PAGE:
3. An airline claims that there is a 0.10 probability that a coach-class ticket holder who flies frequently will be upgraded to first class on any flight. This outcome is independent from flight to flight. Sam is a frequent flier who always purchases coach-class tickets. (a) What is the probability that Sams first upgrade will occur after the third flight?

(b) What is the probability that Sam will be upgraded exactly 2 times in his next 20 flights?

(c) Sam will take 104 flights next year. Would you be surprised if Sam receives more than 20 upgrades to first class during the year? Justify your answer.



4. A parent advisory board for a certain university was concerned about the effect of part-time jobs on the academic achievement of students attending the university. To obtain some information, the advisory board surveyed a simple random sample of 200 of the more than 20,000 students attending the university. Each student reported the average number of hours spent working part-time each week and his or her perception of the effect of part-time work on academic achievement. The data in the table below summarize the students responses by average number of hours worked per week (less than 11, 11 to 20, more than 20) and perception of the effect of part-time work on academic achievement (positive, no effect, negative). Average Time Spent on Part-Time Jobs Less Than 11 Hours per Week Perception of the Effect of PartTime Work on Academic Achievement Positive Effect No Effect Negative Effect 21 58 18 11 to 20 Hours per Week 9 32 23 More Than 20 Hours per Week 5 15 19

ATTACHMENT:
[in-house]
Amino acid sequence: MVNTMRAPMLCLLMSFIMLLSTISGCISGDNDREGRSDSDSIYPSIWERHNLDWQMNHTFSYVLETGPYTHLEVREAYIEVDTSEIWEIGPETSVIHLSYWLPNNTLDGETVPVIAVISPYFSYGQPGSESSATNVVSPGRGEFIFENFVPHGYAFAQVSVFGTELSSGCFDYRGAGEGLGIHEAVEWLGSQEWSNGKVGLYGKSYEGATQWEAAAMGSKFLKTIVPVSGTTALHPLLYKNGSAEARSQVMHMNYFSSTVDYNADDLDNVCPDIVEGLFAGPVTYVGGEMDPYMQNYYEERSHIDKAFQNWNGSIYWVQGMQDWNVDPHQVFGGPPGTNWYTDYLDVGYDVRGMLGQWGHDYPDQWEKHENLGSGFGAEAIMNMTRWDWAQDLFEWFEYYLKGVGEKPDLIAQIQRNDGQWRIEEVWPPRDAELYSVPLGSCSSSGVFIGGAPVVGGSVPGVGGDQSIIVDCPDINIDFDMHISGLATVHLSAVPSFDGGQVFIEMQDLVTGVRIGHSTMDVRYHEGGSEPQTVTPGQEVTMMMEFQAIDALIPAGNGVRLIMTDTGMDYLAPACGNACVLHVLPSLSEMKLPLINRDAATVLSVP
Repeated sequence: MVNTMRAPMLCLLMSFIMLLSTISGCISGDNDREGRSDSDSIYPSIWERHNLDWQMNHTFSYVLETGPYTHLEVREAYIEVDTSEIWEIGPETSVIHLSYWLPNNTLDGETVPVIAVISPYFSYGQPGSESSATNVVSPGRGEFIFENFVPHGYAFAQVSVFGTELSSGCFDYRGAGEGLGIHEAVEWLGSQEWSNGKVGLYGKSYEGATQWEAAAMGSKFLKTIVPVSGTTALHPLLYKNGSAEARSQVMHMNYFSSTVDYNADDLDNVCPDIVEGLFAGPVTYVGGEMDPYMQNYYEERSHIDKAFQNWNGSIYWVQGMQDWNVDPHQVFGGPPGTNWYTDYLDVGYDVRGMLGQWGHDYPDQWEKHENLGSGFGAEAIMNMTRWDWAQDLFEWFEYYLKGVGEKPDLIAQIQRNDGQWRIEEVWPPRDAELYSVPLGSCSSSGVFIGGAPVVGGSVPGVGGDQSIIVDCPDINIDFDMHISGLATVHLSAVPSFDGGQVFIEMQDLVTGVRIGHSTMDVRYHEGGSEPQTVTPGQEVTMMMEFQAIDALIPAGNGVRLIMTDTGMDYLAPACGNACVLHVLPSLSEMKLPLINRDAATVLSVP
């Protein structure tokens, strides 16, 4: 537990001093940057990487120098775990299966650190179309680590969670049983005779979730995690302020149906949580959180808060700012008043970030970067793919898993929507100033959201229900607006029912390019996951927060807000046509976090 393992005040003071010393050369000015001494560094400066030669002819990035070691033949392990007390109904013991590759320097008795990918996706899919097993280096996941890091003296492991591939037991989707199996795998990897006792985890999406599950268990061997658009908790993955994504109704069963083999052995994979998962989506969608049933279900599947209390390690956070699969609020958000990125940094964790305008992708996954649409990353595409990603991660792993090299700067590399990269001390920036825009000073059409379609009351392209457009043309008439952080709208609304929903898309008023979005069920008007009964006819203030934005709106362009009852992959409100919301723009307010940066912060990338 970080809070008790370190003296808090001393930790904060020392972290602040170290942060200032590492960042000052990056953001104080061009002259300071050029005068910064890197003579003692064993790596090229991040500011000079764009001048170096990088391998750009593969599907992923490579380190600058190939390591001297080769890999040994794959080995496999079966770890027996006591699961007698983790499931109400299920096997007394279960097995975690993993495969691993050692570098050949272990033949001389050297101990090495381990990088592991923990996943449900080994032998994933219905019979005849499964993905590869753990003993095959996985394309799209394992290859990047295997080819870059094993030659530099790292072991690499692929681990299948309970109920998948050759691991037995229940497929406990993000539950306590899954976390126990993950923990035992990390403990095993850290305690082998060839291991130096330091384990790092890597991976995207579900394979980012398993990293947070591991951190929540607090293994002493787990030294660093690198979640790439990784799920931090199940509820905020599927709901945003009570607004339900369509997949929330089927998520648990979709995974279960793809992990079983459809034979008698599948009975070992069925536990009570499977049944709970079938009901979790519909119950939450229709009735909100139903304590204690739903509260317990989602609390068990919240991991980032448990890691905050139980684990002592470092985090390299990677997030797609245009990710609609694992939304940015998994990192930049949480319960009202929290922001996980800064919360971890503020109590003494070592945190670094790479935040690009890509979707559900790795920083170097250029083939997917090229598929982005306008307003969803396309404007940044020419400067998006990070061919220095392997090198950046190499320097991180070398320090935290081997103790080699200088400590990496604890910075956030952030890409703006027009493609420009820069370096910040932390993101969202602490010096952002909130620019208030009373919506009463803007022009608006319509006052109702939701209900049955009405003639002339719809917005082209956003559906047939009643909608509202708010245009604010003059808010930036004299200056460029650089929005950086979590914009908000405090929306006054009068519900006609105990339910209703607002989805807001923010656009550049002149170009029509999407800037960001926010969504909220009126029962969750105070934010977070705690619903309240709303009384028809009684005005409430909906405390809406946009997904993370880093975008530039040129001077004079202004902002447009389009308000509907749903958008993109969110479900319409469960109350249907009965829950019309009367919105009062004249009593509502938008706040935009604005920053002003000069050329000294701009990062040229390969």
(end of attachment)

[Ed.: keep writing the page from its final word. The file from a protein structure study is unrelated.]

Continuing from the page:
A chi-square test was used to determine if there is an association between the effect of part-time work on academic achievement and the average number of hours per week that students work. Computer output that resulted from performing this test is shown below.

Expected counts are printed below observed counts <11 Positive 21 16.975 58 50.925 18 29.100 97 1120 9 11.200 32 33.600 23 19.200 64 >20 5 6.825 15 20.475 19 11.700 39 Total 35

No effect






Chi-Sq = 13.938, DF = 4, P-Value = 0.007



(a) State the null and alternative hypotheses for this test.

(b) Discuss whether the conditions for a chi-square inference procedure are met for these data.

(c) Given the results from the chi-square test, what should the advisory board conclude?

(d) Based on your conclusion in part (c), which type of error (Type I or Type II) might the advisory board have made? Describe this error in the context of the question.



5. During a flu vaccine shortage in the United States, it was believed that 45 percent of vaccine-eligible people received flu vaccine. The results of a survey given to a random sample of 2,350 vaccine-eligible people indicated that 978 of the 2,350 people had received flu vaccine. (a) Construct a 99 percent confidence interval for the proportion of vaccine-eligible people who had received flu vaccine. Use your confidence interval to comment on the belief that 45 percent of the vaccine-eligible people had received flu vaccine.



If you need more room for part (a), use the space below.

(b) Suppose a similar survey will be given to vaccine-eligible people in Canada by Canadian health officials. A 99 percent confidence interval for the proportion of people who will have received flu vaccine is to be constructed. What is the smallest sample size that can be used to guarantee that the margin of error will be less than or equal to 0.02 ?